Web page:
Full screen mode

If you have a small monitor (such as a netbook) you may find that you don't have enough vertical resolution to see everything. Click on 'Open in Full Screen mode' to launch a window containing the same page in horizontal orientation.

Comments

Total comments: 11
FocusPuller
By FocusPuller (5 months ago)

Of what use is comparing a Sony with a Zeiss lens to a Nikon with a Nikkor lens? Is that a test of lenses or cameras, or what?

Also, what are we looking at in RAW mode? Isn 't it another jpg? Is the same raw processor used in all cases?

Seems like all one can do is compare "this" lens with "this" camera to "that" lens with "that" camera.

What am I missing here?

0 upvotes
Boghero
By Boghero (6 months ago)

I'd like to see in the test:Fuji X-1A to see no differences Sensor with X-Trans CMOS sensor II.I'd like to see many other miroorless (GH3 etc.)

Marco

0 upvotes
Jostian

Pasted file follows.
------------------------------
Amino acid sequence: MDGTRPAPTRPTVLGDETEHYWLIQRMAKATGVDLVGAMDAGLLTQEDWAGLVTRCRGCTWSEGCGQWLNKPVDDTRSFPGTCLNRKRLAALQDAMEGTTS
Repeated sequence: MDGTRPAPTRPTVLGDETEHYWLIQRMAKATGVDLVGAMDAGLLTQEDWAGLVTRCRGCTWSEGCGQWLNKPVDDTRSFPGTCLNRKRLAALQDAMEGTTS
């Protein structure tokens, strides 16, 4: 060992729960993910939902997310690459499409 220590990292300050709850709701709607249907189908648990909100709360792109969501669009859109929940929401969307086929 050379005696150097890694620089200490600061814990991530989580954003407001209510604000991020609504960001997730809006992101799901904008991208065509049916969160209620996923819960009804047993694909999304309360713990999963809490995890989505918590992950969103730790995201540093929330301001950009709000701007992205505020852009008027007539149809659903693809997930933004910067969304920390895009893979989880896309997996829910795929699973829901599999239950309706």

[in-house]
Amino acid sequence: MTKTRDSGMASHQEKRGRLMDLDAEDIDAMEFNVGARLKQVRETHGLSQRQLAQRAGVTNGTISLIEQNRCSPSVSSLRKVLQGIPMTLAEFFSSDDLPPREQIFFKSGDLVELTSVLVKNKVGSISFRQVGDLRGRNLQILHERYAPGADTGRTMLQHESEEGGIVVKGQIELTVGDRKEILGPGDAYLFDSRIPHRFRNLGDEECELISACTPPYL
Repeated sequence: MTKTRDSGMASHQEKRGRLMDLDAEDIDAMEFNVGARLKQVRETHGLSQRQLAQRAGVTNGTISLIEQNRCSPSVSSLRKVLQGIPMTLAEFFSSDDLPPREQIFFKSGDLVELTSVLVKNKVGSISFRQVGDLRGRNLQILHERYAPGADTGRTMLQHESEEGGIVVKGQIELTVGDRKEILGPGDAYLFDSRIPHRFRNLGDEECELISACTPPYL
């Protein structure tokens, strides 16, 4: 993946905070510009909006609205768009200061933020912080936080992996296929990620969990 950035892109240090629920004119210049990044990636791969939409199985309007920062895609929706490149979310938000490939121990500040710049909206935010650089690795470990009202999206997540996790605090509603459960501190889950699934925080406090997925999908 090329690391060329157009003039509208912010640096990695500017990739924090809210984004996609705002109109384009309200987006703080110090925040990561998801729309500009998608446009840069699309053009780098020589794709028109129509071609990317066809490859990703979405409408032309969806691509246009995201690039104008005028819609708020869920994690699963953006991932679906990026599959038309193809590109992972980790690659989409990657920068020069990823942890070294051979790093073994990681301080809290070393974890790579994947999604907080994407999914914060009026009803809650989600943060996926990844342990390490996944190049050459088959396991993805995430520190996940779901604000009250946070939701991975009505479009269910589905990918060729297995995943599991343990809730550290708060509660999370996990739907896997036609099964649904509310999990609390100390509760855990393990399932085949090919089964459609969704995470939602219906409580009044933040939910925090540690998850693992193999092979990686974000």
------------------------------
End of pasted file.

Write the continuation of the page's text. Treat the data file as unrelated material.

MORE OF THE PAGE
By Jostian (7 months ago)

new widget system with only one camera to compare is stupid, much prefer the previous one where one can look at 4 cameras at once...

0 upvotes
forpetessake
By forpetessake (8 months ago)

Comparison should be done on the same exposure basis, not on the same ISO basis. The latter is pretty much meaningless and varies greatly from model to model.
Having bought Fuji X-E1 and Sony NEX5N I see that the Fuji would often select twice higher ISO for the same exposure, so comparing at the same ISO would be misleading, while comparing on the same exposure basis one can notice they have pretty much the same amount of visible noise.
Two more observations. There is not much meaning comparing images on different scale or different aspect ratios unless they can be scaled to match. So the comparison tool needs a scaling option for images with different number of pixels. And also it needs an option to select how different aspect ratios should be cropped. For example, it makes no sense to always match 4:3 image at height, when one uses camera mostly in landscape mode.

Comment edited 8 minutes after posting
1 upvote
TheDigitalCruiser
By TheDigitalCruiser (11 months ago)

In the case of interchangeable lens cameras, where does it explicitly say what lens was used to shoot the studio image shot? For instances, we the Olympus OM-D shot with the 12-50mm zoom, the older 14-42mm zoom, or some other legacy lens that few people use anymore. If you're not doing it already, I'd suggest shooting with the most popular package lens and then listing the identity of that lens prominently on the same page as the comparison engine.